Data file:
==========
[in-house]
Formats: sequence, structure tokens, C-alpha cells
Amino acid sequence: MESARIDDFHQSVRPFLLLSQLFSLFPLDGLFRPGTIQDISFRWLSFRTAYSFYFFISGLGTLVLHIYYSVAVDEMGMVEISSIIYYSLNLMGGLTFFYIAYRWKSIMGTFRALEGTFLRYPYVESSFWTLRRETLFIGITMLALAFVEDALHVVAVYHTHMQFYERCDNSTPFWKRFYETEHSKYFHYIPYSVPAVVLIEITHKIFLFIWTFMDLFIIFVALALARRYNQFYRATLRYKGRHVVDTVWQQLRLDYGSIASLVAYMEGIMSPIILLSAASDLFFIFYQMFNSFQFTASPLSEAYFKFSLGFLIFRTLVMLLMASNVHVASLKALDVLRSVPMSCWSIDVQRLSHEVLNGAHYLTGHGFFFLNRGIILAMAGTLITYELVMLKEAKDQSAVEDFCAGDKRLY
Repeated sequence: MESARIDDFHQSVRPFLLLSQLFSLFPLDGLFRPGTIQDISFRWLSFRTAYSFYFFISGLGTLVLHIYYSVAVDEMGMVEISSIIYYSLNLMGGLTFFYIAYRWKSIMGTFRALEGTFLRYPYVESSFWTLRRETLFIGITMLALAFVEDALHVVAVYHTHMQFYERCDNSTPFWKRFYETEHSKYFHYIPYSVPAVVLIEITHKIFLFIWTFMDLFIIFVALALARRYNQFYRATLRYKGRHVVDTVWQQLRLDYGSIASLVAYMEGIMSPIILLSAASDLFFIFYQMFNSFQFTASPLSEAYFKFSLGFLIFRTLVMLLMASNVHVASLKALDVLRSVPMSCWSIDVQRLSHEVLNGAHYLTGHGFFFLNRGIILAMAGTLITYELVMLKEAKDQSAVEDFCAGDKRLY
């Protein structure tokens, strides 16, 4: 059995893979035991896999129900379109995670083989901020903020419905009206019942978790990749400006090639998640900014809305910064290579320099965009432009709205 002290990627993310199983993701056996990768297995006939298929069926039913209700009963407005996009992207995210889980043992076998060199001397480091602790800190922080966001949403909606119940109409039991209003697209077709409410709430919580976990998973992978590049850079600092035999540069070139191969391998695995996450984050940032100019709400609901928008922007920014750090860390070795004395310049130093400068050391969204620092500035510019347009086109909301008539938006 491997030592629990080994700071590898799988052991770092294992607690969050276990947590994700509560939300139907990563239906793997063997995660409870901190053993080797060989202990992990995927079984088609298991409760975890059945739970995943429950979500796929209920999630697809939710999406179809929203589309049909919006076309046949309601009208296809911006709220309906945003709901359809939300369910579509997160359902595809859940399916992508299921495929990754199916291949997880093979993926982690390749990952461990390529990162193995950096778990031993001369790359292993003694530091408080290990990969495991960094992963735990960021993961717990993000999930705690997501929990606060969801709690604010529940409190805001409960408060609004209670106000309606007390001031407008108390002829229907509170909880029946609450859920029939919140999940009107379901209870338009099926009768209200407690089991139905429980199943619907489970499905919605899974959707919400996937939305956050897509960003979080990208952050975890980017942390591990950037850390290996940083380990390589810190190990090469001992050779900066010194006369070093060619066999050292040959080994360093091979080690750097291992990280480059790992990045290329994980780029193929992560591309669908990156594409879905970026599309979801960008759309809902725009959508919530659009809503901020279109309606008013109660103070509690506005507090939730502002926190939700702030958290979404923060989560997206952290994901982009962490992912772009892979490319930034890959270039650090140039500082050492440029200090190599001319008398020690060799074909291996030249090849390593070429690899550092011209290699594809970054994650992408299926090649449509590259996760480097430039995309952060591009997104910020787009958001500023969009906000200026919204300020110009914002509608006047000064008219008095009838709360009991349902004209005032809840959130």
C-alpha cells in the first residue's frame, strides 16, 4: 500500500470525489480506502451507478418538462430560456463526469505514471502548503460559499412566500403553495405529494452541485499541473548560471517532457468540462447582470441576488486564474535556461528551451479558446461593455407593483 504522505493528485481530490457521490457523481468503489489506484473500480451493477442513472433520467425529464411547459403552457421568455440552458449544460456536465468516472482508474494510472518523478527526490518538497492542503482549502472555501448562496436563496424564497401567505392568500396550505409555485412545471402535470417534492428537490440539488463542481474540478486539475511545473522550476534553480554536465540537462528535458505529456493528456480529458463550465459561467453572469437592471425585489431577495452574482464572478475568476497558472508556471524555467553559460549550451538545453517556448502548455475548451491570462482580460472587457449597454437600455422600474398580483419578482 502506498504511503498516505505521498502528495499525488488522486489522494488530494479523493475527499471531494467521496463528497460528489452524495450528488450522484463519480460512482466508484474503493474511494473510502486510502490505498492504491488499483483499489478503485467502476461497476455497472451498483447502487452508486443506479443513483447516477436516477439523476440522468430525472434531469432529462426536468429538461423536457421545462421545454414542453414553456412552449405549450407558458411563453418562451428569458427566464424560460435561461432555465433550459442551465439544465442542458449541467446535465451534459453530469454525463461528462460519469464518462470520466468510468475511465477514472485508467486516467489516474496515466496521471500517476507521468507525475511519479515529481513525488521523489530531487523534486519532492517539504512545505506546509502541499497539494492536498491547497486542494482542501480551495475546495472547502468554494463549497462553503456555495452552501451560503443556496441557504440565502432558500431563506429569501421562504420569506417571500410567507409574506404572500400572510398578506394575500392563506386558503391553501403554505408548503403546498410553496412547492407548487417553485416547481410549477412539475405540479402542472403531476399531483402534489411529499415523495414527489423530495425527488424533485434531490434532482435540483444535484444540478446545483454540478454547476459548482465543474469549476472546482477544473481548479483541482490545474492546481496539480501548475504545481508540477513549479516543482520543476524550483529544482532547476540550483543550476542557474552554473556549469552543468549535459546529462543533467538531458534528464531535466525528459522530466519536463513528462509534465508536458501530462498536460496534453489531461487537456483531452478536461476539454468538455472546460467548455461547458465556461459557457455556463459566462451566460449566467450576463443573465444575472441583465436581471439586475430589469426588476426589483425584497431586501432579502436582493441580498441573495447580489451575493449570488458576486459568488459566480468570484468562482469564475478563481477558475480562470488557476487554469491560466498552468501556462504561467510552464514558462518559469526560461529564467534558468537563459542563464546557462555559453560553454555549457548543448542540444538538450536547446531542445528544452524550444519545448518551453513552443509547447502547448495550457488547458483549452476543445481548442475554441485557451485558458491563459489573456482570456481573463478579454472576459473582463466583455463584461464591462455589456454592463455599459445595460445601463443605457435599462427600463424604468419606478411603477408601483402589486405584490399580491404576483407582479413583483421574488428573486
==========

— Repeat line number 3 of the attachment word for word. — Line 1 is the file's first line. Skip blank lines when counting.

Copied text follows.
Amino acid sequence: MESARIDDFHQSVRPFLLLSQLFSLFPLDGLFRPGTIQDISFRWLSFRTAYSFYFFISGLGTLVLHIYYSVAVDEMGMVEISSIIYYSLNLMGGLTFFYIAYRWKSIMGTFRALEGTFLRYPYVESSFWTLRRETLFIGITMLALAFVEDALHVVAVYHTHMQFYERCDNSTPFWKRFYETEHSKYFHYIPYSVPAVVLIEITHKIFLFIWTFMDLFIIFVALALARRYNQFYRATLRYKGRHVVDTVWQQLRLDYGSIASLVAYMEGIMSPIILLSAASDLFFIFYQMFNSFQFTASPLSEAYFKFSLGFLIFRTLVMLLMASNVHVASLKALDVLRSVPMSCWSIDVQRLSHEVLNGAHYLTGHGFFFLNRGIILAMAGTLITYELVMLKEAKDQSAVEDFCAGDKRLY